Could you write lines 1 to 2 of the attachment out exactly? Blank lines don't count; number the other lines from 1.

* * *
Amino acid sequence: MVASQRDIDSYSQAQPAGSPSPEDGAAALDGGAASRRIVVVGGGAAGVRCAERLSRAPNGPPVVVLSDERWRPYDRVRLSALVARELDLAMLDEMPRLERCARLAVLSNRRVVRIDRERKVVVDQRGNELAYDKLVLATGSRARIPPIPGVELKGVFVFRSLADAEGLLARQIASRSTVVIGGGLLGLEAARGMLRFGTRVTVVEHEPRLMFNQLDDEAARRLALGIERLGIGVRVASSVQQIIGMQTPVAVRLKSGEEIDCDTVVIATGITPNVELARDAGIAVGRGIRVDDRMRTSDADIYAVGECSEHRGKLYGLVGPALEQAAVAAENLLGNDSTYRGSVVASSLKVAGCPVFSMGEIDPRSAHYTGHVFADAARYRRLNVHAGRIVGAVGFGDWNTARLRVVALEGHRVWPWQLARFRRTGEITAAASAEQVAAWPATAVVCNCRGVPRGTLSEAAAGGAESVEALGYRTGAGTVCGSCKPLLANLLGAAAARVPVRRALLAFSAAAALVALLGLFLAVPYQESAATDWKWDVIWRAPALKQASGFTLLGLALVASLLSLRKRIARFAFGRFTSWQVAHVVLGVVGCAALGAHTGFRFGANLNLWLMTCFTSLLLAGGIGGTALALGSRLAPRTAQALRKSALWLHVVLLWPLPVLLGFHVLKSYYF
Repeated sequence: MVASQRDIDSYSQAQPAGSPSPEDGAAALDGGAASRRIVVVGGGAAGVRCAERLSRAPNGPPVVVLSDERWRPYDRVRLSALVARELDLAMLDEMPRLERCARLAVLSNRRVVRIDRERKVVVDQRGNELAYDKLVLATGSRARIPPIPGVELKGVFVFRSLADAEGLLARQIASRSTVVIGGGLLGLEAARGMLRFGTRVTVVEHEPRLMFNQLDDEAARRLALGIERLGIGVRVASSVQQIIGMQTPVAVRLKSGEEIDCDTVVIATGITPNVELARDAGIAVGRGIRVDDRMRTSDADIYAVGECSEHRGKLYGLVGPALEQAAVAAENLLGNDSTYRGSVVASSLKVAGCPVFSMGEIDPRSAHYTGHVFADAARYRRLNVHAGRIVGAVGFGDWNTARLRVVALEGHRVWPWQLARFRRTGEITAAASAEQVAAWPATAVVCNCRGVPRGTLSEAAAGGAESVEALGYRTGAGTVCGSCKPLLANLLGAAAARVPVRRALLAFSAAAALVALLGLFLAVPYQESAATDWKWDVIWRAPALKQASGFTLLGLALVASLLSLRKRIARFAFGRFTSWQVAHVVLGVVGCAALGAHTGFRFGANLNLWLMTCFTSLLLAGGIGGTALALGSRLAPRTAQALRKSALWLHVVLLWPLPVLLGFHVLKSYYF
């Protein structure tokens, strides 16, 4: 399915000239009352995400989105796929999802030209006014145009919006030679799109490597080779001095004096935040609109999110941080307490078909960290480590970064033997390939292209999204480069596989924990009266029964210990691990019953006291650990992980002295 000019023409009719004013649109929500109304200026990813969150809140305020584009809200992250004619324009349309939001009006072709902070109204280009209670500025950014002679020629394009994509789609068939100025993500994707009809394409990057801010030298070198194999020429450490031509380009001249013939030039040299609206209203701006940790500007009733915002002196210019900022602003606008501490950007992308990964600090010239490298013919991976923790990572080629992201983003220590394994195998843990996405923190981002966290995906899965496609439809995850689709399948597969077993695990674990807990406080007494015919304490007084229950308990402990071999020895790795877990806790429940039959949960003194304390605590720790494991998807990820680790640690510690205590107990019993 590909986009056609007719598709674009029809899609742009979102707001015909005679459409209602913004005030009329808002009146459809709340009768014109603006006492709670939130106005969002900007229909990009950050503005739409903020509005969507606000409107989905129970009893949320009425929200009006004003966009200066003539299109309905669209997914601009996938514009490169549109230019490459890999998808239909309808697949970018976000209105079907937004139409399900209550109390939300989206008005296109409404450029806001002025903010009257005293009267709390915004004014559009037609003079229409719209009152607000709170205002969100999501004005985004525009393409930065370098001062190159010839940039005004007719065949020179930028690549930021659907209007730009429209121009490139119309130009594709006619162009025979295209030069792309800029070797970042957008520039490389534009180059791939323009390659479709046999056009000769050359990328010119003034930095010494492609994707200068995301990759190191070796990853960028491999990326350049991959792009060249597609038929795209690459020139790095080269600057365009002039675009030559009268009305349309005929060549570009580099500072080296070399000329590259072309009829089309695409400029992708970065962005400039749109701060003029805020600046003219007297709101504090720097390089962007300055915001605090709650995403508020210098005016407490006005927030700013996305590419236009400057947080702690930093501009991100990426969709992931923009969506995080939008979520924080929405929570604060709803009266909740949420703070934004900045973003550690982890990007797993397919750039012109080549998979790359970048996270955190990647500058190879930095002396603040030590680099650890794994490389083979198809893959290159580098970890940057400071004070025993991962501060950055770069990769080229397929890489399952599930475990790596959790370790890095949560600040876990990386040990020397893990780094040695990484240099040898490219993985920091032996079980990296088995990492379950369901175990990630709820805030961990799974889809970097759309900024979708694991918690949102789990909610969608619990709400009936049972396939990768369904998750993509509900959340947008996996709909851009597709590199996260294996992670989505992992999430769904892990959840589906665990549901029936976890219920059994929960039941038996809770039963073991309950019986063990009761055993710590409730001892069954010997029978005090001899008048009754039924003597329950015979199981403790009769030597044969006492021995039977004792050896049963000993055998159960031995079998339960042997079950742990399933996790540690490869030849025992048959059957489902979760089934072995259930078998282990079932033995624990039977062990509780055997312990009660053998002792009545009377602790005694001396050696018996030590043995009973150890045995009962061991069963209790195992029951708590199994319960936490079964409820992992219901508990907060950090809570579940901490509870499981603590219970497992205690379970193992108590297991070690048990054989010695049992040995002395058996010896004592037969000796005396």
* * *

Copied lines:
Amino acid sequence: MVASQRDIDSYSQAQPAGSPSPEDGAAALDGGAASRRIVVVGGGAAGVRCAERLSRAPNGPPVVVLSDERWRPYDRVRLSALVARELDLAMLDEMPRLERCARLAVLSNRRVVRIDRERKVVVDQRGNELAYDKLVLATGSRARIPPIPGVELKGVFVFRSLADAEGLLARQIASRSTVVIGGGLLGLEAARGMLRFGTRVTVVEHEPRLMFNQLDDEAARRLALGIERLGIGVRVASSVQQIIGMQTPVAVRLKSGEEIDCDTVVIATGITPNVELARDAGIAVGRGIRVDDRMRTSDADIYAVGECSEHRGKLYGLVGPALEQAAVAAENLLGNDSTYRGSVVASSLKVAGCPVFSMGEIDPRSAHYTGHVFADAARYRRLNVHAGRIVGAVGFGDWNTARLRVVALEGHRVWPWQLARFRRTGEITAAASAEQVAAWPATAVVCNCRGVPRGTLSEAAAGGAESVEALGYRTGAGTVCGSCKPLLANLLGAAAARVPVRRALLAFSAAAALVALLGLFLAVPYQESAATDWKWDVIWRAPALKQASGFTLLGLALVASLLSLRKRIARFAFGRFTSWQVAHVVLGVVGCAALGAHTGFRFGANLNLWLMTCFTSLLLAGGIGGTALALGSRLAPRTAQALRKSALWLHVVLLWPLPVLLGFHVLKSYYF
Repeated sequence: MVASQRDIDSYSQAQPAGSPSPEDGAAALDGGAASRRIVVVGGGAAGVRCAERLSRAPNGPPVVVLSDERWRPYDRVRLSALVARELDLAMLDEMPRLERCARLAVLSNRRVVRIDRERKVVVDQRGNELAYDKLVLATGSRARIPPIPGVELKGVFVFRSLADAEGLLARQIASRSTVVIGGGLLGLEAARGMLRFGTRVTVVEHEPRLMFNQLDDEAARRLALGIERLGIGVRVASSVQQIIGMQTPVAVRLKSGEEIDCDTVVIATGITPNVELARDAGIAVGRGIRVDDRMRTSDADIYAVGECSEHRGKLYGLVGPALEQAAVAAENLLGNDSTYRGSVVASSLKVAGCPVFSMGEIDPRSAHYTGHVFADAARYRRLNVHAGRIVGAVGFGDWNTARLRVVALEGHRVWPWQLARFRRTGEITAAASAEQVAAWPATAVVCNCRGVPRGTLSEAAAGGAESVEALGYRTGAGTVCGSCKPLLANLLGAAAARVPVRRALLAFSAAAALVALLGLFLAVPYQESAATDWKWDVIWRAPALKQASGFTLLGLALVASLLSLRKRIARFAFGRFTSWQVAHVVLGVVGCAALGAHTGFRFGANLNLWLMTCFTSLLLAGGIGGTALALGSRLAPRTAQALRKSALWLHVVLLWPLPVLLGFHVLKSYYF